Canadian colleges seek to reduce reliance on China and India

Warned over reliance on students from abroad, career-focused campuses hope for more government investment while chasing prospects beyond usual supplying nations

December 16, 2021
Canada and Ontario flags seen waving in-front of the the US-Canada border, Ambassador Bridge crossing on sunny day.
Source: iStock

Canada’s career-focused college system has embarked on aggressive efforts to find international students from outside India and China, recognising its dangerous financial reliance on those two countries.

Linda Franklin, president of Colleges Ontario, acknowledged the concern after a provincial government audit found that non-Canadian students – largely from the world’s two most populous nations – account for 68 per cent of her sector’s tuition fee revenue but just 30 per cent of its enrolment.

The auditor general of Ontario, Bonnie Lysyk, warned the colleges about the serious danger of sudden travel restrictions, and said they should “not further increase dependency on international enrolments without a longer-term strategy in place to address the risks of this approach for financial sustainability”.

While the review involved only the 24 colleges in Canada’s largest province, Ms Franklin said it reflected a nationwide problem in her sector, which is the job-minded counterpart to the nation’s academic-oriented university system.

Her group’s nationwide association affirmed the heavy reliance across Canada on students from India and China, as well as the strategy of courting new partner countries. “It will take some time, but it is happening,” said Alain Roy, vice-president for international partnerships at Colleges and Institutes Canada.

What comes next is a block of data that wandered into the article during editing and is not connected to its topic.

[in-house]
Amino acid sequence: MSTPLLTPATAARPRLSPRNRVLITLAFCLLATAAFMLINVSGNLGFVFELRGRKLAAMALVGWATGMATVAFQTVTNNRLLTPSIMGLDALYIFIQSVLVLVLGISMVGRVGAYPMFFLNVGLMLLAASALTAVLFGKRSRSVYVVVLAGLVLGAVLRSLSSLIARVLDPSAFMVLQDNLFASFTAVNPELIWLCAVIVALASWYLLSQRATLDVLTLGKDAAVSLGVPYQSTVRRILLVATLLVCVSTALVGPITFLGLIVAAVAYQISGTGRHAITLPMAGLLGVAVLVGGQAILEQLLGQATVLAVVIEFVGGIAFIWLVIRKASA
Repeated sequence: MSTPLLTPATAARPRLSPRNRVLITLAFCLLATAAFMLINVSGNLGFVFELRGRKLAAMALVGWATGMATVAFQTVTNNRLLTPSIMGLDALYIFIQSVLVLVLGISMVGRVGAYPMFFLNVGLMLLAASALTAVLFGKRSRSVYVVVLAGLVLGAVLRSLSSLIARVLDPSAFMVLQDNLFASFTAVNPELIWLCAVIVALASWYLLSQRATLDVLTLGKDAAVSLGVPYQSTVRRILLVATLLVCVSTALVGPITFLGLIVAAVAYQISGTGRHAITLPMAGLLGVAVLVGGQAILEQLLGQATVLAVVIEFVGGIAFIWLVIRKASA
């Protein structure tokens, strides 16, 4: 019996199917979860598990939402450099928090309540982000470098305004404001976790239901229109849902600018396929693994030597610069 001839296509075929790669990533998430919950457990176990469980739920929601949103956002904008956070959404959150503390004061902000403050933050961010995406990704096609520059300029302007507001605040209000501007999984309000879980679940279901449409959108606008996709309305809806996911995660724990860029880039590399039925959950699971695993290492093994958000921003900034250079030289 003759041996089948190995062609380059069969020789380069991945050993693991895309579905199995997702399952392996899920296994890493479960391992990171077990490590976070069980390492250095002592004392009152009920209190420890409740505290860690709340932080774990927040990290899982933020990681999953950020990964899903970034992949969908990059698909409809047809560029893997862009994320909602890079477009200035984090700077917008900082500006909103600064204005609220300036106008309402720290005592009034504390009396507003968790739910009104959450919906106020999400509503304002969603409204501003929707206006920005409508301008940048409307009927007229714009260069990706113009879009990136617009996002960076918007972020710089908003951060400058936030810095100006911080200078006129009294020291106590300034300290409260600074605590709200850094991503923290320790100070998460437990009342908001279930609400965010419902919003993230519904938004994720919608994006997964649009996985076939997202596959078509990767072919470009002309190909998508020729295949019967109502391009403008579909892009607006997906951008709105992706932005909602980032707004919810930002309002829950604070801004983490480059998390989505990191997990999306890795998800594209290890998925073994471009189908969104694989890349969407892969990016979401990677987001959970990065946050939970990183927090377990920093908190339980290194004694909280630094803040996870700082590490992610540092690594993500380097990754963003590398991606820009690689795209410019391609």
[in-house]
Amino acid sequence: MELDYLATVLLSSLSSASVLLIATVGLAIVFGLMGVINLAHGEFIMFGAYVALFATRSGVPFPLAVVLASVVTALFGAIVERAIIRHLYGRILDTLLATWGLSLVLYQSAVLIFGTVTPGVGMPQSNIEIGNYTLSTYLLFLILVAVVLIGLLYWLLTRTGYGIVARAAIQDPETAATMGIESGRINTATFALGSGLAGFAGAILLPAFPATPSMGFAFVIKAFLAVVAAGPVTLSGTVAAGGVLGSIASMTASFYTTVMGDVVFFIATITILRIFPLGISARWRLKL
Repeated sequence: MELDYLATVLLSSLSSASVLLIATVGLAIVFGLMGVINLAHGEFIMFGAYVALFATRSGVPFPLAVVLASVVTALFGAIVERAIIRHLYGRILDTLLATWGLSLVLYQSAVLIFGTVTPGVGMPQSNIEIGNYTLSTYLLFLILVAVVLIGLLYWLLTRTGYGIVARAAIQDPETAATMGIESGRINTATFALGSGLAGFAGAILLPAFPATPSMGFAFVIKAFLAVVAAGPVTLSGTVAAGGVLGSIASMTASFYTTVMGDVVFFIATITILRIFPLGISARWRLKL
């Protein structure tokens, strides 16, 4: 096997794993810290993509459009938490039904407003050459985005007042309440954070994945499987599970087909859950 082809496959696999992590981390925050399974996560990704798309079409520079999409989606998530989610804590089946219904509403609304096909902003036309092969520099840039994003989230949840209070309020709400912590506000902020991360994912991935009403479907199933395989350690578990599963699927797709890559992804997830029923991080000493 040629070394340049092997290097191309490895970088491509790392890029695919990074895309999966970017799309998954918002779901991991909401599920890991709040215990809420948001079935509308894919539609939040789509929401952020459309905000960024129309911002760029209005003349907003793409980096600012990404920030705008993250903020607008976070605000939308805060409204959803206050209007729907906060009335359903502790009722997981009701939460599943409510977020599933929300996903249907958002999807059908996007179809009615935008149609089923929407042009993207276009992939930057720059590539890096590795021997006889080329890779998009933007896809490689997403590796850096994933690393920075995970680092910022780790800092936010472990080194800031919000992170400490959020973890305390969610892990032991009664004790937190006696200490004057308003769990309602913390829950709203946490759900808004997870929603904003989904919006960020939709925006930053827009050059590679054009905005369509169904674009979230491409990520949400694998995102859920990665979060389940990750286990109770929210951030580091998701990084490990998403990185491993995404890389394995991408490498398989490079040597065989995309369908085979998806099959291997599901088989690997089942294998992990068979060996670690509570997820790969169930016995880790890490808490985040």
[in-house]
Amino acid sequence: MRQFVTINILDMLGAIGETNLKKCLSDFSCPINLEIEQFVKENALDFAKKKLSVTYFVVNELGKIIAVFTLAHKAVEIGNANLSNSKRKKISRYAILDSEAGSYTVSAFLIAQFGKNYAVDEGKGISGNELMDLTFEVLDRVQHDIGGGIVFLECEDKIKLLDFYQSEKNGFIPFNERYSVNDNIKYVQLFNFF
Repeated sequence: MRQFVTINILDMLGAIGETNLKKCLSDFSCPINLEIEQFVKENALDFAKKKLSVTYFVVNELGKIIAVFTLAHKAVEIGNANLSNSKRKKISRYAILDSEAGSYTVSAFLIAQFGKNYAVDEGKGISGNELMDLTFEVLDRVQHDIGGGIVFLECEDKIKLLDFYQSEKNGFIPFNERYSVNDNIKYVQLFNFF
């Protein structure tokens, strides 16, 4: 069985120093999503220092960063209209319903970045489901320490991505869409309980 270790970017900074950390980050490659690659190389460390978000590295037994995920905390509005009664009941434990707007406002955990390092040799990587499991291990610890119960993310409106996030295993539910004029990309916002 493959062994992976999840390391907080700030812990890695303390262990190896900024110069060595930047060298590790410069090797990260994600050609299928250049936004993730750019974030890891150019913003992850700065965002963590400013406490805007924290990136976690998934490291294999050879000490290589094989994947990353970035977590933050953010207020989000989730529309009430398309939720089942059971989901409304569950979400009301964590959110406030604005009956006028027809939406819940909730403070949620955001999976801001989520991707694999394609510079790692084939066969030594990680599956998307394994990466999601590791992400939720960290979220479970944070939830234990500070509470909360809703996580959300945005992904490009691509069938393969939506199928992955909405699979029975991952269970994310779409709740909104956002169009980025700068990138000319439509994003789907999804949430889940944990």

Ontario alone accounts for nearly half the international students at Canada’s colleges and institutes. Within the province, the two dozen colleges already have students from 150 nations, although admittedly with low numbers from outside India and China, Ms Franklin told Times Higher Education.

In Ontario and throughout Canada, Ms Franklin and Mr Roy said, colleges and institutes were working to build the levels of word-of-mouth familiarity across Africa, Europe, South America and Asia that they currently enjoy in India and China.

Both identified Vietnam, the Philippines, Colombia and Brazil as chief initial targets. “We’ve seen tremendous growth in markets where we’ve been active,” Mr Roy said. Examples include Vietnam, where the supply of students to Canadian colleges and institutes rose from some 2,000 students in 2015 to about 15,000 in 2019 before the pandemic, he said.

Canada’s entire post-secondary sector has long been popular with international students. Their overall numbers in the country have climbed steadily over the past 15 years, exceeding 600,000 prior to the pandemic – or about 20 per cent of nationwide enrolment – before dropping down nearer to 500,000 last year.

The risk of that reliance falls most heavily on the nation’s 200-plus public colleges and institutes. “We’re the lowest-funded system in Canada, as the auditor general pointed out,” Ms Franklin said. “And because the government tends to raise tuition – when it does – by percentage points, universities gain more ground than colleges,” because their average tuition charges run about four times larger, she said.

Along with fretting over the risk of Covid and other disruptions to visas and international travel, Canadian colleges are forced by their financial dependence on foreign students to keep weighing how much they can reasonably charge them. For the 2020-21 academic year, the Ontario auditor general reported, the province’s colleges and institutes charged domestic students C$3,228 (£1,920) a year, down 10 per cent from two years earlier. Over that same period, it said, they increased tuition fees for overseas students by 8 per cent, to C$14,306.

The colleges are trying to help cover their costs by recruiting international students, Ms Franklin said. That, however, “shouldn’t be a substitute for adequate government funding”, she said.

The situation, Mr Roy said, also required colleges and institutes “to be more resourceful and entrepreneurial in finding other sources of revenue”. That included greater efforts to solicit donations, and to generate revenue by providing corporate training, he said.

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